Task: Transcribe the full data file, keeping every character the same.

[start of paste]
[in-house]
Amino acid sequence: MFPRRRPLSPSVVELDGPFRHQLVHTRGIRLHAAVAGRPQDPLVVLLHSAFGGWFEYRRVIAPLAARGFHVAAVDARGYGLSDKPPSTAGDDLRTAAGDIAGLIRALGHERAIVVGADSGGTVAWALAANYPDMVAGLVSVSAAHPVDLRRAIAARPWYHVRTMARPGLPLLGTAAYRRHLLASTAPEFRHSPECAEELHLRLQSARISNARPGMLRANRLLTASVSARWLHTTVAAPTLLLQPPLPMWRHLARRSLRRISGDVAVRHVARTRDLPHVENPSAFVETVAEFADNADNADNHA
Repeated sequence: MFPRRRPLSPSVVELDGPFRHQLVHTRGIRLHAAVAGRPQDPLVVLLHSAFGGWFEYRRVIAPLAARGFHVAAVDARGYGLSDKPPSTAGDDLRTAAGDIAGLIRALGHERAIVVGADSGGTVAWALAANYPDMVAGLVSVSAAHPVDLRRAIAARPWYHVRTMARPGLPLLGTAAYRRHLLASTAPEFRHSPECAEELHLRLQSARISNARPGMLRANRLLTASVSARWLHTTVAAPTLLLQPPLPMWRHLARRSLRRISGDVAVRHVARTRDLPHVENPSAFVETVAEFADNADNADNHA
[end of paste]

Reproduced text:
[in-house]
Amino acid sequence: MFPRRRPLSPSVVELDGPFRHQLVHTRGIRLHAAVAGRPQDPLVVLLHSAFGGWFEYRRVIAPLAARGFHVAAVDARGYGLSDKPPSTAGDDLRTAAGDIAGLIRALGHERAIVVGADSGGTVAWALAANYPDMVAGLVSVSAAHPVDLRRAIAARPWYHVRTMARPGLPLLGTAAYRRHLLASTAPEFRHSPECAEELHLRLQSARISNARPGMLRANRLLTASVSARWLHTTVAAPTLLLQPPLPMWRHLARRSLRRISGDVAVRHVARTRDLPHVENPSAFVETVAEFADNADNADNHA
Repeated sequence: MFPRRRPLSPSVVELDGPFRHQLVHTRGIRLHAAVAGRPQDPLVVLLHSAFGGWFEYRRVIAPLAARGFHVAAVDARGYGLSDKPPSTAGDDLRTAAGDIAGLIRALGHERAIVVGADSGGTVAWALAANYPDMVAGLVSVSAAHPVDLRRAIAARPWYHVRTMARPGLPLLGTAAYRRHLLASTAPEFRHSPECAEELHLRLQSARISNARPGMLRANRLLTASVSARWLHTTVAAPTLLLQPPLPMWRHLARRSLRRISGDVAVRHVARTRDLPHVENPSAFVETVAEFADNADNADNHA